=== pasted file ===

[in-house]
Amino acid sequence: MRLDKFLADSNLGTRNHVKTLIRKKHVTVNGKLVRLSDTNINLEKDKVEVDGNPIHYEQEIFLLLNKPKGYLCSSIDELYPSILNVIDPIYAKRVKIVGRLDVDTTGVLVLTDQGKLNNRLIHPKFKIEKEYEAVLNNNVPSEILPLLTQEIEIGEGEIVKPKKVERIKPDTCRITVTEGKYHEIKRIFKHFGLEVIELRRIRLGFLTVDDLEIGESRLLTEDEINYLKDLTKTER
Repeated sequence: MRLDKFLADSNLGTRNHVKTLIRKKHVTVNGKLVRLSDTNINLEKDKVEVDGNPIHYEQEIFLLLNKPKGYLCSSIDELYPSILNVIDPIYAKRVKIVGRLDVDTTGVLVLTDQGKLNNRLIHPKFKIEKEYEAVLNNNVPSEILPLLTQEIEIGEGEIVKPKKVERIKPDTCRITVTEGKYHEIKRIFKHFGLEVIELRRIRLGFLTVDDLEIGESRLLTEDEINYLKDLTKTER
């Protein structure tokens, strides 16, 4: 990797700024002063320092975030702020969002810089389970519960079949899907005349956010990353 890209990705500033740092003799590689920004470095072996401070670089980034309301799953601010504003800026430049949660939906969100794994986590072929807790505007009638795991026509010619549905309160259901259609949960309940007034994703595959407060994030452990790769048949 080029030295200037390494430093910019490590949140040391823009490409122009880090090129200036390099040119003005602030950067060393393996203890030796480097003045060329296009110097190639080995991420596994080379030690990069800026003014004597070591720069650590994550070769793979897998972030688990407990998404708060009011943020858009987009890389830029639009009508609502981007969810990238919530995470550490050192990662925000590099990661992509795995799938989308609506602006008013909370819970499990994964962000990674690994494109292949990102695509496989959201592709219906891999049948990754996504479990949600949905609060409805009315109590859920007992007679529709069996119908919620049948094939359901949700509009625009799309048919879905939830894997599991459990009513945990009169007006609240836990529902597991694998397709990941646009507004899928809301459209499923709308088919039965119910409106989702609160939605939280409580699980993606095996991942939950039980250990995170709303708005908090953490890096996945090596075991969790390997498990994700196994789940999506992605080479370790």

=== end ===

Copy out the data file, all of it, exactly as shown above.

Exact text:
[in-house]
Amino acid sequence: MRLDKFLADSNLGTRNHVKTLIRKKHVTVNGKLVRLSDTNINLEKDKVEVDGNPIHYEQEIFLLLNKPKGYLCSSIDELYPSILNVIDPIYAKRVKIVGRLDVDTTGVLVLTDQGKLNNRLIHPKFKIEKEYEAVLNNNVPSEILPLLTQEIEIGEGEIVKPKKVERIKPDTCRITVTEGKYHEIKRIFKHFGLEVIELRRIRLGFLTVDDLEIGESRLLTEDEINYLKDLTKTER
Repeated sequence: MRLDKFLADSNLGTRNHVKTLIRKKHVTVNGKLVRLSDTNINLEKDKVEVDGNPIHYEQEIFLLLNKPKGYLCSSIDELYPSILNVIDPIYAKRVKIVGRLDVDTTGVLVLTDQGKLNNRLIHPKFKIEKEYEAVLNNNVPSEILPLLTQEIEIGEGEIVKPKKVERIKPDTCRITVTEGKYHEIKRIFKHFGLEVIELRRIRLGFLTVDDLEIGESRLLTEDEINYLKDLTKTER
């Protein structure tokens, strides 16, 4: 990797700024002063320092975030702020969002810089389970519960079949899907005349956010990353 890209990705500033740092003799590689920004470095072996401070670089980034309301799953601010504003800026430049949660939906969100794994986590072929807790505007009638795991026509010619549905309160259901259609949960309940007034994703595959407060994030452990790769048949 080029030295200037390494430093910019490590949140040391823009490409122009880090090129200036390099040119003005602030950067060393393996203890030796480097003045060329296009110097190639080995991420596994080379030690990069800026003014004597070591720069650590994550070769793979897998972030688990407990998404708060009011943020858009987009890389830029639009009508609502981007969810990238919530995470550490050192990662925000590099990661992509795995799938989308609506602006008013909370819970499990994964962000990674690994494109292949990102695509496989959201592709219906891999049948990754996504479990949600949905609060409805009315109590859920007992007679529709069996119908919620049948094939359901949700509009625009799309048919879905939830894997599991459990009513945990009169007006609240836990529902597991694998397709990941646009507004899928809301459209499923709308088919039965119910409106989702609160939605939280409580699980993606095996991942939950039980250990995170709303708005908090953490890096996945090596075991969790390997498990994700196994789940999506992605080479370790």